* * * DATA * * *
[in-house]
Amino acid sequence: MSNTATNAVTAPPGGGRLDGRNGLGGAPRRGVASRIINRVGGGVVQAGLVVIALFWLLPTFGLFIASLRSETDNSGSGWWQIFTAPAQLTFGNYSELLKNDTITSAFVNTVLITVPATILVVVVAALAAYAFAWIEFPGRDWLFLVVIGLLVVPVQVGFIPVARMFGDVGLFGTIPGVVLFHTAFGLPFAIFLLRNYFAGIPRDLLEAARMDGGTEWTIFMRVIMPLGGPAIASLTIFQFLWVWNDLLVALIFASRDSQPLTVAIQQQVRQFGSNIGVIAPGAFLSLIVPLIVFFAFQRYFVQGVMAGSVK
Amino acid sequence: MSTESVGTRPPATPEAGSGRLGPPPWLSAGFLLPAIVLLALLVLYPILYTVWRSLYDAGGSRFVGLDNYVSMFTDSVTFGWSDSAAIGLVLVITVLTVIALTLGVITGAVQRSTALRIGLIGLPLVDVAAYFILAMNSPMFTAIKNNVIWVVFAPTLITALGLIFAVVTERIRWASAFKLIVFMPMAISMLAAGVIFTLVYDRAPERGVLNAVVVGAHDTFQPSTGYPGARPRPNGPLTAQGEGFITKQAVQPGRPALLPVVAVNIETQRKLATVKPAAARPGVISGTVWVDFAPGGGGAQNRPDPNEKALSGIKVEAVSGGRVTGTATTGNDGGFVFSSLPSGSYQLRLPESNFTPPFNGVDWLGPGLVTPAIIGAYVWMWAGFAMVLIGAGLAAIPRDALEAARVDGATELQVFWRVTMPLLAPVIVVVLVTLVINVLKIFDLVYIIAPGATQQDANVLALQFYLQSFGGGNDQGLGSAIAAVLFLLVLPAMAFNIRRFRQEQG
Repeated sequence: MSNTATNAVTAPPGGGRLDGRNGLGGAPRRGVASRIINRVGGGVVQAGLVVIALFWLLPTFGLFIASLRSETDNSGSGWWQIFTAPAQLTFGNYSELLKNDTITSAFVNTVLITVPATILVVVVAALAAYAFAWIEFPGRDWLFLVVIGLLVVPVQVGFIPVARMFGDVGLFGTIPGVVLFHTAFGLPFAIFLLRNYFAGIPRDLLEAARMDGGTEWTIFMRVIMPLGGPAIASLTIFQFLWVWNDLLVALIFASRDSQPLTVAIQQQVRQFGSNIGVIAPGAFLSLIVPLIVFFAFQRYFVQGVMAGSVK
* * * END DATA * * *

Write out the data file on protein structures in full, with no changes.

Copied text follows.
[in-house]
Amino acid sequence: MSNTATNAVTAPPGGGRLDGRNGLGGAPRRGVASRIINRVGGGVVQAGLVVIALFWLLPTFGLFIASLRSETDNSGSGWWQIFTAPAQLTFGNYSELLKNDTITSAFVNTVLITVPATILVVVVAALAAYAFAWIEFPGRDWLFLVVIGLLVVPVQVGFIPVARMFGDVGLFGTIPGVVLFHTAFGLPFAIFLLRNYFAGIPRDLLEAARMDGGTEWTIFMRVIMPLGGPAIASLTIFQFLWVWNDLLVALIFASRDSQPLTVAIQQQVRQFGSNIGVIAPGAFLSLIVPLIVFFAFQRYFVQGVMAGSVK
Amino acid sequence: MSTESVGTRPPATPEAGSGRLGPPPWLSAGFLLPAIVLLALLVLYPILYTVWRSLYDAGGSRFVGLDNYVSMFTDSVTFGWSDSAAIGLVLVITVLTVIALTLGVITGAVQRSTALRIGLIGLPLVDVAAYFILAMNSPMFTAIKNNVIWVVFAPTLITALGLIFAVVTERIRWASAFKLIVFMPMAISMLAAGVIFTLVYDRAPERGVLNAVVVGAHDTFQPSTGYPGARPRPNGPLTAQGEGFITKQAVQPGRPALLPVVAVNIETQRKLATVKPAAARPGVISGTVWVDFAPGGGGAQNRPDPNEKALSGIKVEAVSGGRVTGTATTGNDGGFVFSSLPSGSYQLRLPESNFTPPFNGVDWLGPGLVTPAIIGAYVWMWAGFAMVLIGAGLAAIPRDALEAARVDGATELQVFWRVTMPLLAPVIVVVLVTLVINVLKIFDLVYIIAPGATQQDANVLALQFYLQSFGGGNDQGLGSAIAAVLFLLVLPAMAFNIRRFRQEQG
Repeated sequence: MSNTATNAVTAPPGGGRLDGRNGLGGAPRRGVASRIINRVGGGVVQAGLVVIALFWLLPTFGLFIASLRSETDNSGSGWWQIFTAPAQLTFGNYSELLKNDTITSAFVNTVLITVPATILVVVVAALAAYAFAWIEFPGRDWLFLVVIGLLVVPVQVGFIPVARMFGDVGLFGTIPGVVLFHTAFGLPFAIFLLRNYFAGIPRDLLEAARMDGGTEWTIFMRVIMPLGGPAIASLTIFQFLWVWNDLLVALIFASRDSQPLTVAIQQQVRQFGSNIGVIAPGAFLSLIVPLIVFFAFQRYFVQGVMAGSVK